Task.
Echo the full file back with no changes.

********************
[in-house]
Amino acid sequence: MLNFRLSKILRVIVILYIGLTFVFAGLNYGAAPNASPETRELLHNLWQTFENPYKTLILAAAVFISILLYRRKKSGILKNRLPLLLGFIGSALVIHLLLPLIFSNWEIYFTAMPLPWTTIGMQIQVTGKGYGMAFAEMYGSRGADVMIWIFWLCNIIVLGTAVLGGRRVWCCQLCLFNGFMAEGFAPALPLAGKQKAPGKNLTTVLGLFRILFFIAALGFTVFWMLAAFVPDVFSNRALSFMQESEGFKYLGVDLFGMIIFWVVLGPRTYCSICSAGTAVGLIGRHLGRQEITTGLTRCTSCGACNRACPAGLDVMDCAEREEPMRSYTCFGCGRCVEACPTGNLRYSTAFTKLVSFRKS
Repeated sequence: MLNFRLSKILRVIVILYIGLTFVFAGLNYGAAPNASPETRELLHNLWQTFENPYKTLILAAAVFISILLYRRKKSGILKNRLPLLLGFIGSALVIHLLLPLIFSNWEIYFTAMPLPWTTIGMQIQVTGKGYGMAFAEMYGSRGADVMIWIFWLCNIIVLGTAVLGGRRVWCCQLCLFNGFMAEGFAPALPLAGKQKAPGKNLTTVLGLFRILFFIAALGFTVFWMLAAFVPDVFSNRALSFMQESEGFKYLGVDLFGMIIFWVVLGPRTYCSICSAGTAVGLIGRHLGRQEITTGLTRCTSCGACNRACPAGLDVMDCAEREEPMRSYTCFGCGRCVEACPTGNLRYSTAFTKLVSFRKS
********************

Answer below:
[in-house]
Amino acid sequence: MLNFRLSKILRVIVILYIGLTFVFAGLNYGAAPNASPETRELLHNLWQTFENPYKTLILAAAVFISILLYRRKKSGILKNRLPLLLGFIGSALVIHLLLPLIFSNWEIYFTAMPLPWTTIGMQIQVTGKGYGMAFAEMYGSRGADVMIWIFWLCNIIVLGTAVLGGRRVWCCQLCLFNGFMAEGFAPALPLAGKQKAPGKNLTTVLGLFRILFFIAALGFTVFWMLAAFVPDVFSNRALSFMQESEGFKYLGVDLFGMIIFWVVLGPRTYCSICSAGTAVGLIGRHLGRQEITTGLTRCTSCGACNRACPAGLDVMDCAEREEPMRSYTCFGCGRCVEACPTGNLRYSTAFTKLVSFRKS
Repeated sequence: MLNFRLSKILRVIVILYIGLTFVFAGLNYGAAPNASPETRELLHNLWQTFENPYKTLILAAAVFISILLYRRKKSGILKNRLPLLLGFIGSALVIHLLLPLIFSNWEIYFTAMPLPWTTIGMQIQVTGKGYGMAFAEMYGSRGADVMIWIFWLCNIIVLGTAVLGGRRVWCCQLCLFNGFMAEGFAPALPLAGKQKAPGKNLTTVLGLFRILFFIAALGFTVFWMLAAFVPDVFSNRALSFMQESEGFKYLGVDLFGMIIFWVVLGPRTYCSICSAGTAVGLIGRHLGRQEITTGLTRCTSCGACNRACPAGLDVMDCAEREEPMRSYTCFGCGRCVEACPTGNLRYSTAFTKLVSFRKS